Boehner on Putin's Op-Ed: ‘I Was Insulted'
(CNSNews.com) – House Majority Leader John Boehner (R-Ohio) Thursday said he was “insulted” by Russian President Vladimir Putin’s op-ed in Thursday’s New York Times on the U.S. seeking military intervention in Syria.
“I was insulted,” Boehner said during a Thursday press conference when a reporter asked for his “blunt reaction” to the op-ed, which ran on the 12th anniversary of the Sept. 11 attacks.
“Returning to Syria for one second. What is your blunt reaction when you read that Op-ed today? I mean do you think that America needs to respond more forcefully to his comments? Do you think that he is playing the president here? What was your blunt reaction when you read that?” the reporter asked.
Another reporter later asked Boehner to expound on his comment.
“I think that the president does foreign policy, and I’ve always believed that while we have opinions. I probably said more than I should have said,” Boehner said.
In his op-ed, Putin said no one wants the United Nations, which was established to make decisions affecting war and peace “by consensus,” to “suffer the fate of the League of Nations, which collapsed because it lacked real leverage.”
“This is possible if influential countries bypass the United Nations and take military action without Security Council authorization,” Putin warned.
Putin said a potential U.S. military strike against Syria “could throw the entire system of international law and order out of balance.”
It would “result in more innocent victims and escalation,” he warned, and spread beyond the Syrian border.
It would also “increase violence and unleash a new wave of terrorism,” as well as “undermine multilateral efforts to resolve the Iranian nuclear problem and the Israeli-Palestinian conflict and further destabilize the Middle East and North Africa,” he said.
Putin said while there is no doubt that poisonous sarin gas was used on innocent civilians in Syria, “there is every reason to believe it was used not by the Syrian Army, but by opposition forces, to provoke intervention by their powerful foreign patrons, who would be siding with the fundamentalists.”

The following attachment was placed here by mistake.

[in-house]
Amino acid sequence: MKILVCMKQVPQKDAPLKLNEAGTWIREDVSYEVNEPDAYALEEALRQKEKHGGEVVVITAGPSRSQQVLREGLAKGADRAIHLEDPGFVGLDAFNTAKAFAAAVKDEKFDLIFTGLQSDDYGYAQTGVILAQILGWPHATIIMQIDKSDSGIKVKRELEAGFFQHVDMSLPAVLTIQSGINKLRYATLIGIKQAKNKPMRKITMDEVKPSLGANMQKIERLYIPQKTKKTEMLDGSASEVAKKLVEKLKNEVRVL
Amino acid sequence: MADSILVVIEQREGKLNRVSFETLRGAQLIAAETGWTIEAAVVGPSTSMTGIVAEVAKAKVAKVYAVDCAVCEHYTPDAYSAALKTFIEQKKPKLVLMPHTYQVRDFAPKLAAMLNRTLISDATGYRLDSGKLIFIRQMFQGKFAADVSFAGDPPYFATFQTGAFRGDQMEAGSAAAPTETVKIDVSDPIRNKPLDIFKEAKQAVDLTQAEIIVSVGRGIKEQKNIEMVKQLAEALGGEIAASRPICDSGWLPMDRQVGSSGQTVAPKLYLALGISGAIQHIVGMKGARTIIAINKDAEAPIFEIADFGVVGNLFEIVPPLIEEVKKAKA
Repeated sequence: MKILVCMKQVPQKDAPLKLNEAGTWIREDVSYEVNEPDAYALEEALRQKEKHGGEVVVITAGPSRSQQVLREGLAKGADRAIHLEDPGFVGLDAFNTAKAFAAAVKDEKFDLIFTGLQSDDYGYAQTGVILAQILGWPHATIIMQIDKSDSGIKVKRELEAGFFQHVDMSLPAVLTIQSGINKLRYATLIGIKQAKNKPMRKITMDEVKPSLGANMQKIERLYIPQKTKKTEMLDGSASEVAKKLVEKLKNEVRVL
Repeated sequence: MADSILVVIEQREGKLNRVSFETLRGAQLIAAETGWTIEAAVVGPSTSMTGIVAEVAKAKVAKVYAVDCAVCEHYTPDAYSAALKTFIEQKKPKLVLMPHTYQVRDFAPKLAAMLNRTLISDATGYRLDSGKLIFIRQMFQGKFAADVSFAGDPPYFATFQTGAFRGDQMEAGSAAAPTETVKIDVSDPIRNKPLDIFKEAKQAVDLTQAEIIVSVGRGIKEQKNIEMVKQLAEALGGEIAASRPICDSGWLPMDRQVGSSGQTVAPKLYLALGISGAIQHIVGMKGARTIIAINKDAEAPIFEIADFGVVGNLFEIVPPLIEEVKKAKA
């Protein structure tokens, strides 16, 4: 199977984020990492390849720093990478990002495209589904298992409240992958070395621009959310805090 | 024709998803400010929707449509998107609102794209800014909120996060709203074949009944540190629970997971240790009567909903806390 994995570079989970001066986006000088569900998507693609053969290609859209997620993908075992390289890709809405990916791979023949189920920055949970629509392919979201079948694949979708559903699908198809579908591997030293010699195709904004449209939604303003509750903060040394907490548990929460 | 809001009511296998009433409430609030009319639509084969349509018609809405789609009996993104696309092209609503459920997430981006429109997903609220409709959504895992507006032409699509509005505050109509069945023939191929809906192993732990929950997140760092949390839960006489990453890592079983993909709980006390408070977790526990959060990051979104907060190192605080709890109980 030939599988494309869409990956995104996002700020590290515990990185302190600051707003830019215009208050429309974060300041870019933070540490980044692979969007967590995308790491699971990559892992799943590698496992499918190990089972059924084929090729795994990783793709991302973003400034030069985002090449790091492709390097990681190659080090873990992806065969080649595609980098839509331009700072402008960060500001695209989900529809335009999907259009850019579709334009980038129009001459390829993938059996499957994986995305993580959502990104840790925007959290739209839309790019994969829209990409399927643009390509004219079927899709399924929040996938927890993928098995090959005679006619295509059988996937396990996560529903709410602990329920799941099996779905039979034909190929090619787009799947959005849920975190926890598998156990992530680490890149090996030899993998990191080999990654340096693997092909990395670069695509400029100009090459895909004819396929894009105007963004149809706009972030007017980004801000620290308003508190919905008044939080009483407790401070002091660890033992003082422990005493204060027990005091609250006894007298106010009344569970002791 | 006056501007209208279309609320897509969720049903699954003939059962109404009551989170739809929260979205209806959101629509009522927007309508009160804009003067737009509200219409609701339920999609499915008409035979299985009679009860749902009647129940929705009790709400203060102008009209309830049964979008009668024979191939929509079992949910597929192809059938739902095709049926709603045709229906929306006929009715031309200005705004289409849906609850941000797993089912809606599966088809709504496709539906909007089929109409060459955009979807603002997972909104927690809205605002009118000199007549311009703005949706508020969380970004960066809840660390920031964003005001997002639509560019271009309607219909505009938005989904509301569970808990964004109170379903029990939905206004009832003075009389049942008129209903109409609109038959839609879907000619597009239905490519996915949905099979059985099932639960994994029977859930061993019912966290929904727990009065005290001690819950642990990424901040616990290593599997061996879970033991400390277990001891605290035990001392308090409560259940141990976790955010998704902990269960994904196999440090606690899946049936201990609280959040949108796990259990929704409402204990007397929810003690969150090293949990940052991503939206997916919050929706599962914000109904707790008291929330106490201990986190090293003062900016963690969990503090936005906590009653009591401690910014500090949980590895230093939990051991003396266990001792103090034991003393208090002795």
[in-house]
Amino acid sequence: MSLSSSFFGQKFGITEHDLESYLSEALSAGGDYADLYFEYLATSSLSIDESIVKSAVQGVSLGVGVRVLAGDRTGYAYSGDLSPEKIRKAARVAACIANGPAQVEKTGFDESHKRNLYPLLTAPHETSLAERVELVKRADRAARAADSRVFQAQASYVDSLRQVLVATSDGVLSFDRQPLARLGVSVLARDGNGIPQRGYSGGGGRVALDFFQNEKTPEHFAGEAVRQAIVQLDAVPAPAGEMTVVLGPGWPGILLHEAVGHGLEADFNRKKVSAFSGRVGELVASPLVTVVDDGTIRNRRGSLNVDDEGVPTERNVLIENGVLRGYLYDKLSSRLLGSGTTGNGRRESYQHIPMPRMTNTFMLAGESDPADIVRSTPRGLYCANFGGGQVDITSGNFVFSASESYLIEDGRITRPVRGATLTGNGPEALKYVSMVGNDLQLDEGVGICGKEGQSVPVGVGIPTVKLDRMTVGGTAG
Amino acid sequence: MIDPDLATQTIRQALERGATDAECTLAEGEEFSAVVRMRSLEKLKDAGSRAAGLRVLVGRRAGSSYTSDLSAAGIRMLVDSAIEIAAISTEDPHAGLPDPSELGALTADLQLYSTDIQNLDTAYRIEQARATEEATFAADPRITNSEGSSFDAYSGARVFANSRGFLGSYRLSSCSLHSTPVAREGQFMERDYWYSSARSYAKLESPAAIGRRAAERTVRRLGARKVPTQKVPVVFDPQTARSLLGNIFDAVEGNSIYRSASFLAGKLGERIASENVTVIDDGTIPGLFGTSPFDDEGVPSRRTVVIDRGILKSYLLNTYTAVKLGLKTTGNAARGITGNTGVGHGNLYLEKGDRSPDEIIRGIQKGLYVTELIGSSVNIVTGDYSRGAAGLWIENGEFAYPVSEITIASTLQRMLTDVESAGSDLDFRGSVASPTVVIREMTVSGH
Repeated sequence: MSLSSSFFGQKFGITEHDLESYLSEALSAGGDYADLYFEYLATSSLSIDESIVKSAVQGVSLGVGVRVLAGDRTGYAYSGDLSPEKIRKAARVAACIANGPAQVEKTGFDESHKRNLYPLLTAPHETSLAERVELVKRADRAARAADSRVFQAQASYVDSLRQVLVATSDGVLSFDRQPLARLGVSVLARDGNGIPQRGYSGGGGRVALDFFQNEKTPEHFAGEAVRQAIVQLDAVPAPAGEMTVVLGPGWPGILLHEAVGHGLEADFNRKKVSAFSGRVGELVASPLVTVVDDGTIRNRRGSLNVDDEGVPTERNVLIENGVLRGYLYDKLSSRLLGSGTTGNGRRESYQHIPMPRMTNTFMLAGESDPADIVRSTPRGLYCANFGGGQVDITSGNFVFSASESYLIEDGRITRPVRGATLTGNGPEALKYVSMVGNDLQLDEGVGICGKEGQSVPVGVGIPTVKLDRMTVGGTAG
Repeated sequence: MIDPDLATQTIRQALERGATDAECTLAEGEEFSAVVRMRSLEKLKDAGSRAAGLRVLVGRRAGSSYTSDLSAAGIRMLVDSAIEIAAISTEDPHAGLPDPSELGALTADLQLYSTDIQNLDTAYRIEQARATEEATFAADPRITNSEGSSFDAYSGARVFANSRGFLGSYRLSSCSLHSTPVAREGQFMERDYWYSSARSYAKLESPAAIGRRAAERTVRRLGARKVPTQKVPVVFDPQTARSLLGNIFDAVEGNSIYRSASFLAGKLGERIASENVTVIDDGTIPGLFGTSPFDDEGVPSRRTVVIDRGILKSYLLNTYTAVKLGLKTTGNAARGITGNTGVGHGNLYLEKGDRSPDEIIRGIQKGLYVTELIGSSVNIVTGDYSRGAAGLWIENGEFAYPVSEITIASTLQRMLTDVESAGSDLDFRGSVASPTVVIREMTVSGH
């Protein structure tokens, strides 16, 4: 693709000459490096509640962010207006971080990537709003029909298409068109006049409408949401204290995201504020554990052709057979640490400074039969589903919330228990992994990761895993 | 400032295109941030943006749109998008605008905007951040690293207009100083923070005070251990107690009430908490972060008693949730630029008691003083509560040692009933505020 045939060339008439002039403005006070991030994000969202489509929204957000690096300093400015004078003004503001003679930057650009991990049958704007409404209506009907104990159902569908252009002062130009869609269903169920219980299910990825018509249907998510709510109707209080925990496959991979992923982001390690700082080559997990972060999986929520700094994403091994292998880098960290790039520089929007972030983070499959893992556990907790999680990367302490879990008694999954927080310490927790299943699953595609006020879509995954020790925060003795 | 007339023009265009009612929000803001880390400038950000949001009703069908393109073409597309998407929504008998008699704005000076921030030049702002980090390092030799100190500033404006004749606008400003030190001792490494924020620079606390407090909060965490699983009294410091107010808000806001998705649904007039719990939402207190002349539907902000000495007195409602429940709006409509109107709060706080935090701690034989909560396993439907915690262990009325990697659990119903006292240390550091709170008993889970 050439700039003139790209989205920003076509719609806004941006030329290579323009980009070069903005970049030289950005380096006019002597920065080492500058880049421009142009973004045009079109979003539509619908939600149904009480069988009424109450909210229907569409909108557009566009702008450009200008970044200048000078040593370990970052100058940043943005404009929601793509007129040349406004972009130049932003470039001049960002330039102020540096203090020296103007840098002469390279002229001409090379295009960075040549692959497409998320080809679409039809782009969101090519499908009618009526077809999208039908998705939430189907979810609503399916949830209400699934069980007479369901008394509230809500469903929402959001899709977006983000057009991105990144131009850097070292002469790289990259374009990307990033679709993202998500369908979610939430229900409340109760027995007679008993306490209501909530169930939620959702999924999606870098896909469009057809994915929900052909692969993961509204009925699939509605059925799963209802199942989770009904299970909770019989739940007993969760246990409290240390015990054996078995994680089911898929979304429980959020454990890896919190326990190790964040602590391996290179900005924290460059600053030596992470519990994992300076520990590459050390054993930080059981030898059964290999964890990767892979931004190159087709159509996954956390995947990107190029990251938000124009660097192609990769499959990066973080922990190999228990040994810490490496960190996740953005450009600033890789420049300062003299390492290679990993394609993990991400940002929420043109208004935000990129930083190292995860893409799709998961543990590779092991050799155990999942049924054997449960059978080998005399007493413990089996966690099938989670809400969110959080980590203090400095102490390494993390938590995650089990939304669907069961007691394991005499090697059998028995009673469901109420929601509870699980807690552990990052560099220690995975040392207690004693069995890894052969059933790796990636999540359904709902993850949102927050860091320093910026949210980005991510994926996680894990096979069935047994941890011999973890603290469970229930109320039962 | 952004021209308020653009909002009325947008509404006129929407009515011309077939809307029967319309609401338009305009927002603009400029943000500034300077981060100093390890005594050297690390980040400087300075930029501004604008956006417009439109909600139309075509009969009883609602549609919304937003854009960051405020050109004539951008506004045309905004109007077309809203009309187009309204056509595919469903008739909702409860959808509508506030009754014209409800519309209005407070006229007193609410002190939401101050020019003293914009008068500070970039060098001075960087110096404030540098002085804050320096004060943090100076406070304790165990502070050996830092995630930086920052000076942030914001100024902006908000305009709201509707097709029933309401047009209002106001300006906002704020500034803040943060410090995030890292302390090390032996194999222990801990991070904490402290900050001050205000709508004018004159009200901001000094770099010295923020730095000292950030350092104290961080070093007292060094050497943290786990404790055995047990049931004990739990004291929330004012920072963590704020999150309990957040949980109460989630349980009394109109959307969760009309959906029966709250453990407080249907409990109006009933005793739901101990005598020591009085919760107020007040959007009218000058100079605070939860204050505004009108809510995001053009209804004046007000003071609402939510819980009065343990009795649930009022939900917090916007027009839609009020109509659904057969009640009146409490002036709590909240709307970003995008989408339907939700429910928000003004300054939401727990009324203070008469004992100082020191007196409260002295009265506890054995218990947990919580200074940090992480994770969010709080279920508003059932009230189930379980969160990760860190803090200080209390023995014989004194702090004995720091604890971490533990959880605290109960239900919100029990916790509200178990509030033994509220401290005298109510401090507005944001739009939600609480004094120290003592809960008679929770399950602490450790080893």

Then the Russian leader accused the U.S. of continually intervening in the internal conflicts of other countries.
“It is alarming that military intervention in internal conflicts in foreign countries has become commonplace for the United States,” Putin said. “Is it in America’s long-term interest? I doubt it.
“Millions around the world increasingly see America not as a model of democracy but as relying solely on brute force, cobbling coalitions together under the slogan ‘you’re either with us or against us,’” he added.
Putin also warned that strikes – “no matter how targeted” or “sophisticated the weapons” will result in civilian casualties, “including the elderly and children, whom the strikes are meant to protect.”
“The world reacts by asking: if you cannot count on international law, then you must find other ways to ensure your security,” Putin said. “Thus a growing number of countries seek to acquire weapons of mass destruction.
The Russian leader implied that he understood why some countries sought to acquire weapons of mass destruction, saying: “This is logical: if you have the bomb, no one will touch you.”
“We are left with talk of the need to strengthen nonproliferation, when in reality this is being eroded,” he added.
Putin said he “carefully studied” President Barack Obama’s address to the nation Tuesday, and he disagreed with Obama’s statement that U.S. policy is “what makes America different. It’s what makes us exceptional.”
“It is extremely dangerous to encourage people to see themselves as exceptional, whatever the motivation,” Putin said. “There are big countries and small countries, rich and poor, those with long democratic traditions and those still finding their way to democracy. Their policies differ, too.
“We are all different, but when we ask for the Lord’s blessings, we must not forget that God created us equal,” Putin added.